Calling all my melanin infused sisters to center stage, the spotlight is on you! Now let’s keep it all way real ladies, we have all been at the makeup counter being persuaded by the pushy sales rep more focused on the coin rather than your actual issue. You have been trying for so long to find the perfect versatile nude, yet come up short every time… or that same pushy sales rep has somehow managed to convince you that you need a lip scrub, primer, liner and lipgloss to go along with a nude lipstick in order to achieve a color only sort of like the one you had in mind. Well look no further, Harvard Business School Graduates, Kristen (KJ) and Amanda have created Mented Cosmetics to help put an end to all of our troubles. “Dope Taupe” and “Nude LaLa” are only two of the six creamy, highly pigmented WOC friendly shades. 

We had the opportunity to chat it up with founders Kristen (KJ) Miller and Amanda Johnson to learn more about Mented. These women are extraordinary. 

What was the inspiration behind Mented?

Amanda: This has really been a passion project for us and it started out of a real need. We were at Kristen’s house, this was fall of 2015. And we were just talking about makeup… you know, the good, the bad, the ugly if you will. I said to her, “I’ve been looking for the perfect nude lipstick for like 3 years, and she said the same thing.”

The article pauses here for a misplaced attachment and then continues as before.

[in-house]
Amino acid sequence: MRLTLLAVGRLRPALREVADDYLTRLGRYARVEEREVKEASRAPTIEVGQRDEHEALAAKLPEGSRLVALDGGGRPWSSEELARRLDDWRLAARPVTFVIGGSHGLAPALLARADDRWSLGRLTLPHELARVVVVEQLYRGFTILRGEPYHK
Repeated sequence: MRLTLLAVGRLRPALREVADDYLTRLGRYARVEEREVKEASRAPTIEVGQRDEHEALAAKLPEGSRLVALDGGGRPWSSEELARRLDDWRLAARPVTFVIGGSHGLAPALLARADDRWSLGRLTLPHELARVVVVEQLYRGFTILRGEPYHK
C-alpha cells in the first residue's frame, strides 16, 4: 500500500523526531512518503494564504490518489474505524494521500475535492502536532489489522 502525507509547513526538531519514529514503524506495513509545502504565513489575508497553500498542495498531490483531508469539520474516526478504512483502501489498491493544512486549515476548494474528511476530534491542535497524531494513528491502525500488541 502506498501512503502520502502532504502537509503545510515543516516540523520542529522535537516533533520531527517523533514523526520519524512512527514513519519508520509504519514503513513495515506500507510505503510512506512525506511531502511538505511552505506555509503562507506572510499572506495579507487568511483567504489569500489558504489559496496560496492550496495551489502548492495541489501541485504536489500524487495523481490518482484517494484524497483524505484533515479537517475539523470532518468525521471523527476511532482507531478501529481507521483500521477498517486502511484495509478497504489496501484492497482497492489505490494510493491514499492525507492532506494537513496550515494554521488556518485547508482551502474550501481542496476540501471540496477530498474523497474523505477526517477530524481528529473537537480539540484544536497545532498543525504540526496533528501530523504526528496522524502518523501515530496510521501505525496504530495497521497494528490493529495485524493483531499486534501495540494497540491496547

Kristen: Yeah, exactly. We’ve all been there and every woman of color that we spoke to was like, “Me too. I can’t find it, it’s not out there” or I’m mixing 4 different products trying to make it happen.” And we felt like that’s nonsense. Like why shouldn’t I be able to have one shade that looks like my true perfect nude… So from there, we said, alright let’s see if we can make it.  If no one is gonna make it for us and we know there's a market need, let's do it ourselves. 

Did you ever think that you’d fail?

A: I mean, I think plenty of people along the way told us “No, this already exists, this isn’t a concern, this isn’t a real problem, or this is only a concern for a few.” … I think we really just took all that kind of negative energy if you will, and made it into something great. Like turned it around, used it as fuel to keep going…Guess what, with Mented you count, you matter, and you’re not an afterthought. We took all that hate and said you know what, its fuel and we’re going to make a bomb company with it. This isn’t just for us, you know, this is for Black women, Hispanic women, Indian women, Asian women, and White.”